• Biggest Media Moments of 2019

    From 'Catch & Kill' to Shepard Smith: The Biggest Media Moments of 2019

    Variety looks back on some of the most memorable media events of 2019: ‘Catch & Kill’ Reopens Wounds at NBC News Ronan Farrow’s book relitigates his complaints that NBC News tried to tamp down his investigation of harassment and assault allegations against Harvey Weinstein. NBC News denies the claim. The book contains new allegations against [...]

  • Assistant Attorney General, Antitrust Division nominee

    DOJ Sides With Irving Azoff Against Radio Stations

    The Department of Justice is taking sides in another hot-button antitrust battle, this time siding with Irving Azoff’s upstart music licensing firm against a group representing 10,000 radio stations. The DOJ Antitrust Division filed a brief on Thursday arguing that the Radio Music License Committee may have engaged in illegal price-fixing when it refused to [...]

  • Best Books of 2019

    The Best Books of 2019

    Whether you experience stressful days due to your professional position, your demanding family, or simply the barrage of never-ending depressing news, there is often no better way to unwind than with a good book. Letting your imagination wander into a new world unlike your own can be exciting, it can be thought-provoking, but perhaps most [...]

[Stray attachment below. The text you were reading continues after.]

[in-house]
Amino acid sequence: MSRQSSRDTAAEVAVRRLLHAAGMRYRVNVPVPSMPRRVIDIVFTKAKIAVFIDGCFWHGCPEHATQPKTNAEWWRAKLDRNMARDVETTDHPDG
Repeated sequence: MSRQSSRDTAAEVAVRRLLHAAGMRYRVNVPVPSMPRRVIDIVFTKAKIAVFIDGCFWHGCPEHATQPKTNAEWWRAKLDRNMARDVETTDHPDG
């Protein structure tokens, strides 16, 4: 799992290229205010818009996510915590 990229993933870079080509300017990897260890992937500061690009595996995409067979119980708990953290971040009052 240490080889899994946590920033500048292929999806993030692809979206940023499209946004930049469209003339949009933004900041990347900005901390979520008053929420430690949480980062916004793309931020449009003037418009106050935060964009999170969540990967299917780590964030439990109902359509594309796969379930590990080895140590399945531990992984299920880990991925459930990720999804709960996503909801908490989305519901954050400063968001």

• Makan Delrahim

    Antitrust Experts Decry DOJ's 'Outrageous' Stance in Writers Guild Case

    Several experts on antitrust law have expressed concern at the stance taken by the Department of Justice in the ongoing legal feud between Hollywood writers and their agents. Three agencies have sued the Writers Guild of America for alleged violations of antitrust law. A key hearing will be held in federal court on Friday, as [...]

  • Bob Bakish Viacom CEO

    Shares of ViacomCBS Dip in First-Day Early Trading

    Shares of the newly combined ViacomCBS were off in early trading, a sign that Wall Street continues to look for new signs of growth after two of the best-known names in entertainment merged to vie with bigger rivals. Shares of the company’s new common stock were off 59 cents, or 1.38%, in late-morning trading on [...]

More From Our Brands

Access exclusive content